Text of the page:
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NEWS OF BAYFIELD COUNTY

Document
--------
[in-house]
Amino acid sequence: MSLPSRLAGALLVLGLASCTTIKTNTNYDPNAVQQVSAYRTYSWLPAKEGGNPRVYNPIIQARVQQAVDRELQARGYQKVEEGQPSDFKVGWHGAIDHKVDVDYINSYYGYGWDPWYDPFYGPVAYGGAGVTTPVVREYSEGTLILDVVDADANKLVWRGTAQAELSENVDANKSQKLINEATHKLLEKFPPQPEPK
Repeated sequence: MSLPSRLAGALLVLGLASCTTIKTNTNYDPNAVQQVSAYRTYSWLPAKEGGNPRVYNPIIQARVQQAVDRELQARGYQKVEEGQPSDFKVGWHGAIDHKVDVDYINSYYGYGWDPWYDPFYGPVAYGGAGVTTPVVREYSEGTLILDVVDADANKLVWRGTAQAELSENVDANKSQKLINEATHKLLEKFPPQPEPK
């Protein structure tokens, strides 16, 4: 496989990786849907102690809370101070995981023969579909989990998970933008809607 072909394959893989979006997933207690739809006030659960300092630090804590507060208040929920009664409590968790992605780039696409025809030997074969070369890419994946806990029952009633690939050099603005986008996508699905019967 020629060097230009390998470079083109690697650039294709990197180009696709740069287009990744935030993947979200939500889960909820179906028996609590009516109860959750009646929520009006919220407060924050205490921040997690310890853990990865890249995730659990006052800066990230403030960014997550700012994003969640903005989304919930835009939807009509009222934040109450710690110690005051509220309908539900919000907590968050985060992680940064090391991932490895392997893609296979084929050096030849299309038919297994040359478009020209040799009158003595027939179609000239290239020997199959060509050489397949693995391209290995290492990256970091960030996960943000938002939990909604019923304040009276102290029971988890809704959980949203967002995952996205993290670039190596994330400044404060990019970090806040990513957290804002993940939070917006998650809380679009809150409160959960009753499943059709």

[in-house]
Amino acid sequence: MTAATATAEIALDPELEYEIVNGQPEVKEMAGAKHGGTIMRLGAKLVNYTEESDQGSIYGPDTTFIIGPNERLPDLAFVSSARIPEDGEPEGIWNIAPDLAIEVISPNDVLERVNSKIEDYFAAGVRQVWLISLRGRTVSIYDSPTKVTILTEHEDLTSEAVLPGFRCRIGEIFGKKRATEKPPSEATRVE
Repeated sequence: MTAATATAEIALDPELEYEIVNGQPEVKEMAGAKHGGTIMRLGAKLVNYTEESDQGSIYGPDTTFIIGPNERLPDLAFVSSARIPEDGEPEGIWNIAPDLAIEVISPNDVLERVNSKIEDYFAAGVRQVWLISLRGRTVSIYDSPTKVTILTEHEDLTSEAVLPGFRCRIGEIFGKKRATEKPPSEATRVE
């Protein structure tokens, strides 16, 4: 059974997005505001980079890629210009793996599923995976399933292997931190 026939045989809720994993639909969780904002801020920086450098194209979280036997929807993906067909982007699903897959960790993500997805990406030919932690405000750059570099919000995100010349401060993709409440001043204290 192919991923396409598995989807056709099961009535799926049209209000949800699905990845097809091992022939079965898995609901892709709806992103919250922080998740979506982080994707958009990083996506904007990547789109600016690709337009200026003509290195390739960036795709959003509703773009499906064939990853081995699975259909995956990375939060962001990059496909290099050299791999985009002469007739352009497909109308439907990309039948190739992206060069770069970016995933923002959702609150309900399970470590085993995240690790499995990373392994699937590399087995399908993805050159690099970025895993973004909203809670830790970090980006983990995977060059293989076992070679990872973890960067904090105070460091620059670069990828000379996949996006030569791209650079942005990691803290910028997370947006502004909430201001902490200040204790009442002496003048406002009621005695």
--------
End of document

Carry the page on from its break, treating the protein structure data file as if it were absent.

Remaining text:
BAYFIELD Trom tlit ess; Bros, are having a stone foundation put under their barn. Ashland and Washburn find Bayfield a prolific field for their operations. Capt. Johns, of the Pike Mining Cos., Wakefield, Michigan, was in town Thursday. Mr, and Mr. Thedore Ernst re turned last week from a several weeks visit with relatives at St. Louis. H. R. Roath left for Ohio Wednes day evening where he will visit relatives. Mr. Roath has not visited his old home before in about thirty five years. Judge Cochran and C. P. Latimer were over from Ashland Thnrsday on business pertaining to the Capt. Pike estate. LaPoint peoj>le are working to secure p daily mail service. It is something they ought to have and would add much to the convenience of the permanent residents as well as the summer resorters. The work of clearing land adjacent to town goes on merrilly and the re port of explosives fills the air. Real Estate Transfers. J. C. Howe and wife to Gust Bro man y lot 2 block 8, Pratt, S3OO. H. E. Wei ton and wife to J. C. Howe, lot 2, block 8. Pratt. S3OO. N. L2Bonte and wife to John Fiege, ne ne se, 10-50-4. SIOO. Gust Broman to J. C. Howe, lot 2, block 8, S4OO. Amos A. Danabaugh to Lewis Rogan t se sw, 25-43-3, $575. Louis Rogan to Amos Danabaugh part of lots 14-35 and 16, block 3. Cable, $575. Godfrey Peterson and wife to Charles Peterson, aw, 10-51-4, $640, Jfhn Schroeder Lumber Cos. to Millie Roath Murray, ne, 18-50-4, sl. Geo. L. Pettingill and wife to Nick Peterson, lots 14 and 15. block 3, Petti n gill’s Ist Add., Iron River, SIOO, Nick Peterson to John Johnson, lots 13 and 15. block 3, Pettingill’s Ist Add. Iron River, $350. Emma Lloyd and husband to Er nest Foeldner, lots 17, 18 19, 20 and 21, block 1, village of Peck; William F. Vi!as and wife to Alva N. Slaiken, se se, nw sw, 22-49-7, S4OO. Christian D. Howard to August Kaleu, lot 9, block 15, Port Wing, *i. , Bayfield County to Bayfield Real ly Cos., 45 lots in Bayfield, $66. Michael Corrigan to A. B. Sever son, lot 5 block 1, Peck, sl, Geo. H. McLeod et al to Rust Owen Lbr. Cos., se ne, 34-45-8, SBO. Charles 11. Pratt and wife to Mar tin Hanson, e£ nw, 14-45-6, $225. Love-Land Cos. to John Nicoll, 1240 acres in sec. 14 32 and 28. 49 7, $12,400. Nels Erickson ad wife to Henry Benson, 3 acres in sec, 30-48 9. $2300. Robert Inglis and wife to Wach smuth Lumber Cos., lots 11, 12, 13, 14. 15, block 91, Bayfield, SI2OO. D. M, Maxcy and wife to J. O. Johnson, lot 17 block 20, Washburn, $25. Olson and wife to August lot 9, block 15, Port Wing, ss& P R Ifc Veston and wife to P. A. Mckevsm, nw nw ’ 14 ' 48 6 > s4oo ‘ Ethel A. >lsh t 0 Anne Ga - e ’ s * ii w of-ne, 20-49 K ' s24 °‘ Bayfield County \ A. Walsh Jot, 25 block 69, Wat& burn ’ s7 ’ Henry W. Gilbert?* . and wife Dutchess Investment G<B. # 5 2 Sw ' s se, 30-45-8, sl. Mary Melstrand to*J; A . nson ’ se nw. 35-47-6, sl, R. D, Pike Lbr. Cos. to EM B, Bauch, und. J n£ sw, 22-50-4, S3OOI P. H. Grimm and wife to John Walsh, se sw, 29-48-5, S7B; Am. Bank Trust company to A*; B. Group etal, alt section 35-49-6 sl. Dexter Investment company to Emil H. Baucb, und. £ n| sw. 22-50 4, sl. Olaf Swanson, of Barrou county, is putting up a portable sawmill on the Flinn tract of land northwest of town. The mill will turn out between seven and eight thousand feet per day. Mr. Swanson says the only fault he can see in Bayfield is the number of dogs, otherwise it is a model town. So say we all of us. Mrs. Hugo C. Nelson, who has been visiting relatives in Superior, returned home Tuesday, In the neighborhood of 10,000 ap ple trees will be planted in and ad jacent to Bayfield this spring. IRON RIVER From eur own Cerrcspondent: The Superior convention of the Congregational church opened for business at Iron River in the Con gregational church Wednesday evening. A large delegation was present, in fact one of the largest gatherings of pastors and delegates the convention has ever had. The various reports shows that the Su perior district is on the upward move, but a large field is opening up for new churches, as this northern district is fast filling up with settlers and this increase will have to be provided for. Byron Ripley read a well worded address of welcome to the delegates. The convention clos?d on Thursday evening and the delegates went away well pleased with the results of their delibera tions and the hospitality shown by the citizens while in the city. H. Oldendrof, merchant tailor, last week purchased the building on main street which was formerly used as Mackmiller's wholesale li quor store. Mr. Oldendrof has the carpenters at work remodeling the interior and he will move his busi ness into it about June Ist. This will give him more room for his ever increasing trade and will make up-to-date tailor shop. A large gang of telegraph line men arrived in town last Saturday and putting up some new wires on the N. P. system. Joe Fouehia is having his saloon building repaired by putting new timbers under the building. Leo Bauldic last week purchased from Ike Hubbard his fast horse. N. Landry returned to town last Saturday with his family from the Canadian Northwest where he mov ed about 3 years ago. The Pioneer Printing office is be ing presented with anew metallic ceiling which brightens up the of fice appearance considerable. Iron River can now boast of hav ing one of the neatest and prettiest post offices in this section of the country. Now that the painter has completed his work it certainly adds to its beauty and Postmaster Hall is always on the alert to improve its conditions frim time to time. The high wind which prevailed last Thursday shifted several farms on other owners land, and possibly several suits will be entered to com pell the farmers to return their stolen soil. The eldest daughter of Mr. and Mrs. Howett died Tuesday evening at her home about 7 miles north of town with an attack of crop. The remains were interred in the city cemetery last Wednesday. The family and friends have the sympa thy of ail during this sad hour of sorrow. Mr. Dan Beaton left Monday for Virginia, Minn. H. S. Fairall, secretary of the Farmers’ Association, spent a few days this week with his family. The Ladies’ Aid of the Congrega tional church met at. the home of Mrs. Holcomb last Thursday and a good number’ were present. The regular business' was disposed of with President Mrs. F. P hopp lin in tb&’chair. Dist. A tty. Morris, Mun.- Judge Sauve and Attorney Mead attended j! e circuit co£¥t last week, Harry Eiierman, Jams* Riley and were at Wash burn on J ut *y week. Horace BaV nes > c'f Barnes, was excused from acting ort the* jury last week owing* his Paving a- imaii .rOUte tO' attend to. / ram.* WHITE WYAMOTTES THE FAKHEK'S BEET FOWL. J. I. KETCHEI, CHEQIIIUEGON VIEW FASH, Address: Ashland Junction. Wis. EGGS $1.50 for \s\ New Telephone. T. F. Mackmiller made a business trip to the head of the lakes last week. Geo Barnes went to Superior Mon day on business. Mrs. Wm Mount of Brule spent Tuesday visitiny her parents Mr. and Mrs. D. E. Paterson. Mrs. Dennie of Brule was in town Saturday on business. F. F. Moe of Mason, was in town Tuesday making arrangements to move his family here. Rev. Mr. Holcombe preached at Cable last Sunday. John Fisher proved up on his homestead last Thursday at Ash land. S. J. Cussons of the Hines Lum ber Company was in town Monday on bu&iness. Mrs. Geo. Urquhart left for Su perior Sunday evening. Chest3r Holcomb spent Sunday at Pearson. Mrs. Harry Kopplin returned home Saturday from Wabasha, Minn., where she spent a couple of weeks visiting her parents. Mr. Ham and family moved their farm effects Tuesday from their farm north of the town to property purchasedat Barnes, Wis. From the Pioneer Druggist Miles made a business trip to Park Falls Tuesday to see how things were going at his store in that city. The Iron River ball team will go to Lake Nebagaraon next Sunday where they will play with the team of that place. Landlord Hollister, of the Sey mour Hotel, has added an attractive improvement to his hotel by the election of anew varan da. Some of the ‘clay farmers’ are finding it difficult to get all their seeding done this spring owing to the continued wet weather. A pretty diuner party was given last Saturday evening at the Fairall Hall in honor of Miss Hannah Shaf hauser, whose marriage to Mr. Charles Russell, of Superior, is to take place at her home in Washburn on June twenty-fifth. A. N. Durgin, of Glen Flora, Wis., has succeeded C. J. Heimdal as Dut termaker at the Iron River cream ery. He entered upon his work Tuesday. Mr. During comes here highly recommended as a first class man. A number of large trout have been taken from the IroD this season. Messrs. McDougal and George Pett ingill have exhibited the largest trophies so far, the former catching a 3£ pounder and the latter one tip ped the scales at 2 lbs. and 3 oz. They were beauties. -■ 4 —. Money to loan on easy terms. Call on L. N. Clausen See’y* You should have a lew beautiful Gold Fishes in your home. Get them at the 99c store. Bring your repairing to Meehan’s, satisfaction guar anteed. It pours the oil of life into your system. Itwarms you up and starts the life blood circulating. That’s what Hollister’s Rocky Mountain Tea does. 35 cents, Tea or Tablets* Pox Bros. Why take a dozen things to cure that cough? Kennedy’s Laxative Honey and Tar allays the congestion stops that tickling, drives the cold out through your bowels. Sold at Sweet’s West End Pharmacy. Juggling With Dynamite Is no - more dangerous gthan to neglect kidney disorders. Foley’s Kidney Cure corrects irregularities and has cured many severe cases after other treatment haS failed. It builds up the worn |out tissues and restores health and “vigor. “I was troubled with kidney complaint for about two years,” writes A. H. Davis of Mount Stirling,Jlowa, ‘ 4 but two bottles of Foley’s Kidney Cure effected a permanent cure.” Q. W. Frost. GRANDVIEW Rainy weather at Grand View this week. George Glover and one of his friends of New Richmond spent Fri dav at Grand View. A. Olson has been on the sick list the past week. E. Hallen spent Sunday at Mason. Frank Sidders of Spooner visited his brother James over Sunday. Mrs. A. J. Benlick visited Bibon between trains Tuesday. Mr. and Mrs. Frank Adams left Monday for Port Wing where they will reside the coraming summer. The Misses Fenton and Rommel spent Sunday at their homes in Washburn. Miry cf the sidewalks are in a deplorable condition and the welfare of the town demands their imme diate repair. Damage suits are ex pensive. H>. 3. HaXonbe HIROPOBIST AND EXPERT SHOE FITTER LaLonde’s Cash Shoe House ASHLAND. WISCONSIN W. G. Maxcy, D. M. Maxcy. C. O. Sowder, President. Vice President. Cashier. Bayfield County Bank, Washburn, Wisconsin. ORGANIZED 1889. Japital fully Paid 320,000 Transacts a general banking business, pays interest on time \ deposits, loans on farm mort gages. Has a savings department. Bank Opposite Hotel Washburn. AW |Cl]*ES| Irheumatisml ILUMBtSD, SCUTICII ■NEURALGIA aid| ■kidney trouble| BB "5-DROPS” taken internally, rids the blood 9 of the poisonous matter and acids which 9 9 are the direct causes of these diseases. 9 fH Applied externally it affords almost in- 9 §£& stallt relief from pain, while a permanent 9 9 cure is being effected by purifying the 9 9 blood, dissolving the poisonous sub. 9 Wk stance and removing it from the system. 9 jf DR. S. D. BLAND ■ 9 Of Brewton, On., writoSi : M 9 "I had been a sufferer for a neafiber of years 9 vitta Lumbagc and Bbnmatlsm fe my arms fcM §§■ and (age, and tried all the remedies that I could fS gather from medical works, and also consulted ■! flfl with a number of the best physicians, but found Hj wm nothing that gave the relief obtained from “6-DIio'PS." I shall prescribe It In my practice 9 9 tor rheumatism and kindred diseases.” H| I FREEI O If you are suffering' with Rheumatism, 9 9 Neuralgia, Kidney Trouble or any kin- 9 9 dreti disease, write to us for a trial bottle H 9 of "5-DROPS." and test it yourself. 9 9 "5-DROPS” can be used any length of H 9 time without acquiring a "drug habit, ”9 §B as It is entirely free of opium, cocaine. 9 9 alcohol, laudanum, and other similar 9 9 ingredients. =* 9 Large Slae Bottle, “S.DBOPS* (SOO Dmm) 9 9 SI. 00. For Sale by Druggists. 9 ■ BWARSOR IHEURATIC OURE COMPARY, 9 9 Dept. 80. ISO Lake Street, Oktaago. 9 Boats Were Bumped, It was a busy half hour for several local boats during the fierce gale this forenoon. The trouble started when the Mary Scott attempted to back away from the dock. The wind was blowing a screaming gale from the west, and the seas were ex traordinarily high considering the location, and the Scott was driven against the Plowboy which lay at the dock waiting inspect ion. The port side of the stern of the Scott received the blow, and it will necessitate repairs which may take a day or so. The bay was so rough that it aban doned its trip for the day. The Plowboy lay at the dock without having its fires lighted, waiting inspection, and the seas constant ly washing over its sides began to fill it up, not to mention the severe pounding -which it was receiving against the dock. The tug Fashion attempted to tow the Plowboy around the end of the Commercial dock into quiet water when its tow line broke, and the Plowboy sailed away with the wind toward the Schroeder Lbr. dock. The Fashion overtook it three different times, and fasten ed lines each time -which broke almost as soon as they were made fast. By this time, the Plowboy was clear of the Central ore dock, and the Clarkson coal dock, and it was carried by the seas against the Northwestern ore dock, where the Fashion towed it into the quieter water near the shore. The Fashion was injured somewhat in the scrimmage. The extent of the injuries of the three vessels will not be great, but it will necessi tate considerable tinkering to repair them.—Ashland Press. Notes From Washington From Our Regular Correspondent. It was thought that the meet ing of the Smithsonian Regents held this week would settle on a successor to the late Secretary Langley, of flying machine fame. The decision was not made but was put off for six months long er, Meanwhile the Smithsonian will run under the direction of the Assistant Secretary who is designed by law to act in the death ov absence of his chief. This matter is more than com - mon importance. The work of the Smithsonian Institution is shaped by the Secretary and the personality of the Secretary gives the direction to the work. It is of immense benefit to the. people at large though they may not always follow the lines by which it is worked out. Of course Secretary Langley was most popularly known by his flying machine work. But his other contribution to science, the investigation of the invisible In the Name' of Sense, that good common sense of which all of os have a share, how can you continue to buy ordinary soda crackers, stale and dusty as they must be, when for you can get Uneeda Biscuit fresh from the oven, protected from dirt by a package the very beauty of which makes you hungry, NATIONAL BISCUIT COMPANY spectrum, was less well kncr but of even higher important His bole meter, an electric tht mometer, which will register millionth of a degree contigrri was his most important cont bution to working science, is through this line of tion that long range weatb forecasting has come to be mo than a possibility. It is qui possible that within a few yea the general nature of the wint and summer can be announce ih advance. And the basis this whole system was laid T Prof. Langley before he die Thus it will be seen that tl the work of the Secretary of tl Smithsonian depends much ( the personality of the man an that personality may have to c to a large extent with the we fare of the country as a whok The Regents of the Institutic have taken their own time abo> selecting a successor to Prc Langley and they probably, ha 1 done well as the position is or of the most important under tl scientific dispensation of ti government. The prospect is that the Pan ma Canal Bill will reach the ff of the Senate this week. Thei is little question either that tl report of the committee will be i favor of a Sea Level Canal. Th may complicate matters soon what as such a canal is in direr contradiction of the President recommendations for a Loc Canal. But the Committee hi examined a lot of witnesses au the majority report that is to l made will represent the be decision that laymen were to a’ rive at on a question where tl best engineers of the world we. not able to agree. Whatever ti result, the settling of the que: tion as to the type of canal w result in work being pushed, at that is the main thing, Wheth the canal will be built at sea let or be of the lock type is a maul of comparatively small impc tance. The main question already setteled and that is tl canal is to be built. The ty will be a matter of three or fo years difference in time whi will not count for much for twe ty five years hence. First class repairing ai engraving done at Meehan' Do not be Imposed (Jpou. Folov & Cos., Chicago, originat Honey and Tar as a throat and Iu remedy, and on account of the gr merit and popularity cf Fole;y Honey and Tar many imitations at offered for the genuine. Ask ft Foley’s Honey and Tar and refu any suostitute offered as no oth< preparation will give the sarr satisfaction. It is mildly laxativ It contains no opiates and is safe: for children and delicate person: Q. W, Frost.